It is also noteworthy that the court in this case avoided the "factor (k)" instruction, former CALJIC No. 8.84.1, which could suggest to a jury that the only mitigating evidence it should consider was that relevant to the crime itself. Although the instruction given did refer to the gravity of the crime, the court twice expressly advised the jury that it was free to consider the sympathetic elements of defendant's background. (Cf. People v. Easley (1983) 34 Cal.3d 858, 878 [ 196 Cal.Rptr. 309, 671 P.2d 813].) In addition, the jury was expressly instructed that at the penalty phase it could consider sympathy for the defendant. And, although the court did use the mandatory "shall" in its instruction, this instruction was clarified by the preceding instruction in which the court fully explained the weighing process. "In considering taking into account being guided by the aggravating and mitigating circumstances, you may not decide the effect of such circumstances by the simple process of counting the number of circumstances on each side. The particular weight of such opposing circumstances is not determined by their relative number, but rather by their relative convincing force on the ultimate question of punishment."
The court instructed: "You shall consider, take into account, and be guided by the following factors, if applicable: . . . K, any other circumstance which extenuates the gravity of the crime, even though it is not a legal excuse for the crime, including but not limited to the Defendant's character, background, history, mental condition, and physical condition." (Italics added.)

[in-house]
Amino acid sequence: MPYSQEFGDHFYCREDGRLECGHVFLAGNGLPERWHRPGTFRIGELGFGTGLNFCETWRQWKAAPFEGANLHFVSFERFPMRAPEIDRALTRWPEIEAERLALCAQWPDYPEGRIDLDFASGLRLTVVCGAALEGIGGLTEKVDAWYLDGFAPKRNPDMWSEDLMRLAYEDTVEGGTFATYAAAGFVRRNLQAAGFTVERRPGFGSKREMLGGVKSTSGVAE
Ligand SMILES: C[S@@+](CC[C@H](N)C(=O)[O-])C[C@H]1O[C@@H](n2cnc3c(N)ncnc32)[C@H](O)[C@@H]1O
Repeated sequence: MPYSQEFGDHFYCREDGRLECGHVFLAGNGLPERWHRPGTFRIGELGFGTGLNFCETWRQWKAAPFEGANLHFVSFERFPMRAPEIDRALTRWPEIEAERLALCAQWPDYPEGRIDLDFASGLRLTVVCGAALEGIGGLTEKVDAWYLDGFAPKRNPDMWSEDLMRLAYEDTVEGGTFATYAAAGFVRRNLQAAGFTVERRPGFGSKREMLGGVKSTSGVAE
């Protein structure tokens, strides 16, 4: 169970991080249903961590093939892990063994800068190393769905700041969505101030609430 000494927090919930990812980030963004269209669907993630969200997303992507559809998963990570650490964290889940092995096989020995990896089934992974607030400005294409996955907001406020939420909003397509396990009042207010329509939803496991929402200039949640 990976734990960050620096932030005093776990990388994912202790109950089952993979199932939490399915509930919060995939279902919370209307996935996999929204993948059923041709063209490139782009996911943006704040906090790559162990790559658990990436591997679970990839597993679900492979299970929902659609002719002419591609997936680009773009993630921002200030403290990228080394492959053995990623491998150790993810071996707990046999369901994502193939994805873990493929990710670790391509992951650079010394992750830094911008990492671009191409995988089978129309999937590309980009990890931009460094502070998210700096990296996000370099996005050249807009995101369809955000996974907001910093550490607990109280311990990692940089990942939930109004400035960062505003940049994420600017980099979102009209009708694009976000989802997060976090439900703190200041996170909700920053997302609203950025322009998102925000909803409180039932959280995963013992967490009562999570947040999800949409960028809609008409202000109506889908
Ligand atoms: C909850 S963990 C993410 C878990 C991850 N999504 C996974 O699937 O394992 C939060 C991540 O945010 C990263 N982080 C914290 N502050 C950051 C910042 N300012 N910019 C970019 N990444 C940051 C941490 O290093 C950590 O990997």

Defendant contends in a separate argument that the instruction given by the court did preclude consideration of the evidence he offered in mitigation at the penalty phase. For the reasons discussed above we reject that claim. We note also that this instruction was given at the request of defendant.
The court instructed: "In determining the question of penalty to be imposed upon the Defendant, you shall weigh the sympathetic elements of Defendant's background against those that may offend the conscience. In so doing, the jury may consider pity, sympathy, and mercy; however, you may not be governed by conjecture, prejudice, or public opinion."
If these instructions did not adequately convey to the jury the scope of its sentencing discretion, the argument of counsel most certainly did. The prosecutor told the jurors that they would be looking at factors divided into two categories, those related to the crime itself, and those relating to the defendant which suggested that "even though the circumstances of the crime might be such that punishment of death is appropriate, what is the background, what is there about this individual that would determine otherwise." In discussing the evidence, the prosecutor included defendant's penalty phase evidence with no suggestion that any was irrelevant because not related to the circumstances of the crime. To the contrary, the prosecutor stated with regard to the last ("k") factor: "Certainly you will take into consideration the last factor. It is at this point that you must consider [each of the items of mitigating evidence offered by defendant]." (Italics added.) The prosecutor used that phrase ("must consider") with regard to each of those items of evidence individually as he discussed its relevance.